"The Chief Minister had absolute and unfettered discretion in this matter which was not justified. Members of the public should be informed that such schemes are available for them," the division bench headed by Justice Abhay Oka said.
Flats are alloted to freedom-fighters, artists, sportspersons and government employees from this quota.

"Unless the state adopts a transparent and fair procedure, how can you say that the scheme is reasonable?" asked the bench.
The court was hearing petitions filed by former government employees claiming that they were eligible for flats under the 'Chief Minister's quota' since 1989 but their names remained on the waiting list.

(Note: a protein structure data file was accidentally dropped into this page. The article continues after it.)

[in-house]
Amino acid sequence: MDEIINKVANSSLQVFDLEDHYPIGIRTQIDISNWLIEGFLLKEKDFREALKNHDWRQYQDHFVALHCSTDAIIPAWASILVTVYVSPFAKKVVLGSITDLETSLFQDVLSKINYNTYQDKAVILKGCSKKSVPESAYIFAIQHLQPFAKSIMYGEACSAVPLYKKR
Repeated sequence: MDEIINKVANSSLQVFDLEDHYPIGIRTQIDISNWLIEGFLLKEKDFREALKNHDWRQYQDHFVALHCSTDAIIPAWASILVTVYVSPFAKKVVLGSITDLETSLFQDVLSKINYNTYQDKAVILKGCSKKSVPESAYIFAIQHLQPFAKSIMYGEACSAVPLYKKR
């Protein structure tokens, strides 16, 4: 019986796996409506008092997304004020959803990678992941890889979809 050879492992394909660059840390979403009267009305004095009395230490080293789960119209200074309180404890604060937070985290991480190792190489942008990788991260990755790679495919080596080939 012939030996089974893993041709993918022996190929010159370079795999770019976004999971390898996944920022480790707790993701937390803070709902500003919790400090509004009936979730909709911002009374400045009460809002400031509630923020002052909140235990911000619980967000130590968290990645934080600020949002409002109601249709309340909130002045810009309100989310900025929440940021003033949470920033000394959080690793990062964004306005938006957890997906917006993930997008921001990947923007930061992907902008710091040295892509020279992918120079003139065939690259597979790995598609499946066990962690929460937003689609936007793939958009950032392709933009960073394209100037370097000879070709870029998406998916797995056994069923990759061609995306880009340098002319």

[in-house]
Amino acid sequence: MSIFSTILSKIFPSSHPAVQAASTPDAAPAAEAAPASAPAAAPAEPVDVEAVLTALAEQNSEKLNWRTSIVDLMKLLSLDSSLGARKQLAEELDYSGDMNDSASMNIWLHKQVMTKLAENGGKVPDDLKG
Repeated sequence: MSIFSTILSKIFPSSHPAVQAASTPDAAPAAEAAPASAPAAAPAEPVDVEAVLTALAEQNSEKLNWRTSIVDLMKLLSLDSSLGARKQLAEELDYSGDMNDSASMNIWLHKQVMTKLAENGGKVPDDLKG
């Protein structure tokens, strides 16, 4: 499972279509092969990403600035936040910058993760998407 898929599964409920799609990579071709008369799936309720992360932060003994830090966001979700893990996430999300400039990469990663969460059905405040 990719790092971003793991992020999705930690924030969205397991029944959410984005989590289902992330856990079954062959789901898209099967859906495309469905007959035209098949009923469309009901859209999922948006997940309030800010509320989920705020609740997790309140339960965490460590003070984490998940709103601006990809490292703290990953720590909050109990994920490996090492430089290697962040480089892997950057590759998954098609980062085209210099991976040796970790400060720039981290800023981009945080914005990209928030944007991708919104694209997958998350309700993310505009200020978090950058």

The bench also noted that immovable properties vested in the state can only be disposed by the government and not by an individual, no matter how high-ranking he might be.

Advocate Uday Warunjikar, appearing for Manohar Bait, one of the petitioners, said the information obtained by Bait under the Right to Information reveals that most of the beneficiaries of CM's quota were either related to MLAs or MPs or were influential politicians themselves.

The petitioners seek review of the entire allotment of flats since 1990 under CM's discretionary quota. They have also challenged a government resolution of November 30, 2011, about CM's quota.
Government pleader Sandeep Shinde said that state wanted to amend the scheme and sought some time from the court.
The government also informed that in the last one and half years, no allotment was made under the CM's quota. The bench reserved its order till Monday (March 3) after arguments concluded.


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